Kiyomizu-dera (Kyoto), 2023 Kanji of the year: Zen, the tax ©Kyodo

2023 Kanji: Zei, the tax

The Japanese Character Of The Year And Its Meaning

⏱ 2 minutes

Since 1995 at the end of the year, Japaneses vote for what they consider the "kanji" of the year. The Japanese language uses more than 2,000 kanji characters, that are at the core of its writing system.

In 2023, the elected kanji is 税 / zei, meaning "tax". It was chosen in reference to talks on taxation reduction to help Japanese households’ finances in a high inflation context, and to the new invoice system implemented this year to freelance workers.

As usual, the kanji of the year was officially revealed and its calligraphy performed at the wonderful Kiyomizu-dera temple in Kyoto.

Kanji selected over the previous years

  • 2022: 戦 (sen, ikusa, war), in reference to the war in Ukraine and North Korea’s missile launches.
  • 2021: 金 (kin, gold) after the Japanese athletes’s unprecedented gold medals harvest at Tokyo’s Olympics (27) and Paralympics (13), but also for other internationally renowned Japanese champions such as Shohei Ohtani.
  • 2020: 密 (mitsu, promiscuity) along with the expression san mitsu (3密) describing the 3 situations to avoid in order to stop the Covid-19 pandemic.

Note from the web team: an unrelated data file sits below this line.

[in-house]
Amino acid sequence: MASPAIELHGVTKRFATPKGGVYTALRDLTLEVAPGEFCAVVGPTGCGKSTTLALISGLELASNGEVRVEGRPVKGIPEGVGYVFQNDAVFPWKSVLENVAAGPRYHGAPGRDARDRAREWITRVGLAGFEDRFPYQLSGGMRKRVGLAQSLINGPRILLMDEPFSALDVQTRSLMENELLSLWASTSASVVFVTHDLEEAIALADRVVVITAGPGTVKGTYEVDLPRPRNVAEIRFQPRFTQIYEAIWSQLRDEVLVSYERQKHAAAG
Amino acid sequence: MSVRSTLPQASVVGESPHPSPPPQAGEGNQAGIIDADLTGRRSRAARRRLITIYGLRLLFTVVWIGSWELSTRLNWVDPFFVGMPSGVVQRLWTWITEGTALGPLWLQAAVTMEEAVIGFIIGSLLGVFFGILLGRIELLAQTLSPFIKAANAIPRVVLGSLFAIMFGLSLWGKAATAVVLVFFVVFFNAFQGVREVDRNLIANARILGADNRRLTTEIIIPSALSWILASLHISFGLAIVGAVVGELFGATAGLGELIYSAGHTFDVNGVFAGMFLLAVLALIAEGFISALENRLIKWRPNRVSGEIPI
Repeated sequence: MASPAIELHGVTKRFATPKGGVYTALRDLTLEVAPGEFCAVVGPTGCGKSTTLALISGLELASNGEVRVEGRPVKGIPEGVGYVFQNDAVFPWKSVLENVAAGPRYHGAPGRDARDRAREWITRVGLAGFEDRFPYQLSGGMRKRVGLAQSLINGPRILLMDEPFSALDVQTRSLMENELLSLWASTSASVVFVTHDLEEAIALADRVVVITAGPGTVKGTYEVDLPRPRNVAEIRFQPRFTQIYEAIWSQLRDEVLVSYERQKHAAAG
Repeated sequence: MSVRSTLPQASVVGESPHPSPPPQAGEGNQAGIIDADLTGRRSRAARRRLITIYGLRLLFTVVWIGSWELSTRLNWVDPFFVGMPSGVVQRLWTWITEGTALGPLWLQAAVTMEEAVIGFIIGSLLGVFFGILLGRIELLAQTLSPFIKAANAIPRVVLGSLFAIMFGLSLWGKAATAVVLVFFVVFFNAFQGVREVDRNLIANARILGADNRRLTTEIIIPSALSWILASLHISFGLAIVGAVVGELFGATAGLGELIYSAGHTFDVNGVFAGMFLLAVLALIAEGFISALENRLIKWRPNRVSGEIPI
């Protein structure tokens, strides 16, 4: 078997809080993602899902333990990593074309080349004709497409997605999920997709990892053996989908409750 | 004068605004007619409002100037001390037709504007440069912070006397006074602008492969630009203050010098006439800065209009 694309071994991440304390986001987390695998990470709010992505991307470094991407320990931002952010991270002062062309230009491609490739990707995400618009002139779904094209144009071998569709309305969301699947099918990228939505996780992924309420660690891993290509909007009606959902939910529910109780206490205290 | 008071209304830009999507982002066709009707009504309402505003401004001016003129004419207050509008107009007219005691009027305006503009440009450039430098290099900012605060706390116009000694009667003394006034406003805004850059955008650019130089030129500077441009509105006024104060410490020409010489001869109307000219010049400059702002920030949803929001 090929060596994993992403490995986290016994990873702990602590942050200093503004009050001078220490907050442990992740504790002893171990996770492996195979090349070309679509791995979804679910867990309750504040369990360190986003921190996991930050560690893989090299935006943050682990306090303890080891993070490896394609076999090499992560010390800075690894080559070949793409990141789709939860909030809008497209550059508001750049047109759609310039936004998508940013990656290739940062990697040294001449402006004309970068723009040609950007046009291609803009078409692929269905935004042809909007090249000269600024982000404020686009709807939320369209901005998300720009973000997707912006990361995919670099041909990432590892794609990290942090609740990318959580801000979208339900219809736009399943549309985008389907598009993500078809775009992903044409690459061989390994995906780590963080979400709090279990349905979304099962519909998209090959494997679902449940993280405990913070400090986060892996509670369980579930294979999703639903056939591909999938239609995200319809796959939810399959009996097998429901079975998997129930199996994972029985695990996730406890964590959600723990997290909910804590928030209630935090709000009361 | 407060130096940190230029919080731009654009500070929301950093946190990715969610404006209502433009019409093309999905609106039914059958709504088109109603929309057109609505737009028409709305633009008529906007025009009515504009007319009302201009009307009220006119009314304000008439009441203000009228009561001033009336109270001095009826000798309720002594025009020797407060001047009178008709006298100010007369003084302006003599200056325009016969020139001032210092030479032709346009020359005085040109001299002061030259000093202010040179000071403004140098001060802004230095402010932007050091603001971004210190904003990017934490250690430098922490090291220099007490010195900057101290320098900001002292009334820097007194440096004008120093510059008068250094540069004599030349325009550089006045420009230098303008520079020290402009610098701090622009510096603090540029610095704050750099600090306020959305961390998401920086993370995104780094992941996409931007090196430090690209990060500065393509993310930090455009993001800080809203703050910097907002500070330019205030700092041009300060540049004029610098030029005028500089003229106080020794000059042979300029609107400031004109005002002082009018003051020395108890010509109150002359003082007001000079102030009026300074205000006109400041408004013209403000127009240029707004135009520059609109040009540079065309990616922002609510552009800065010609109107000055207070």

• 2019: 令 (rei, beauty or order) to commemorate the beginning of Emperor Naruhito’s era, whose era name is Reiwa (令和).
  • 2018: 災 (sai, natural disaster) following the various disasters that hit Japan in 2018: earthquakes, torrential rains, out of the ordinary typhoons, heat waves, etc.
  • 2017: 北 (kita, the north) for North Korean missile launches and the north of Kyushu Island devastated by violent rainfalls.
  • 2016: 金 (kin, gold) for the 12 gold medals won by Japan at the Rio Summer Olympics, but also in reference to the distinctive hair of Donald Trump, who was elected president of the United States in late 2016.
  • 2015: 安 (an, safety / security) in reference to Prime Minister Shinzo Abe’s revision of the constitution to reinforce the country’s security.
  • 2014: 税 (zei, tax) for the VAT raise from 5 to 8%.
  • 2013: 輪 (rin, ring) for the 5 rings of the 2020 Olympic Games given to Tokyo.
  • 2012: 金 (kin, gold) for the gold medals won by Japan at the London Olympic Games, but also in reference to the solar eclipse that could be seen throughout the country.
  • 2011: 絆 (kizuna, link / connection) to reflect the feeling of Japanese society as a whole after going through a very hard year, due to 03/11 earthquake and tsunami. With 61,500 votes over a 500,000 total ballot, "link" was selected over 震 / tremor and 波 / wave. Kizuna naturally symbolizes the links created between the Japaneses facing hardships, natural disasters and Fukushima Nuclear power plant’s important radioactivity. The link also expresses the solidarity of the international community and Japan lovers around the globe that came to support Japan with the 頑張れ日本 / ganbare Nippon ("Hang in there, Japan!") catchphrase.
Updated on December 19, 2023 Le kanji de 2023 : Zei, les taxes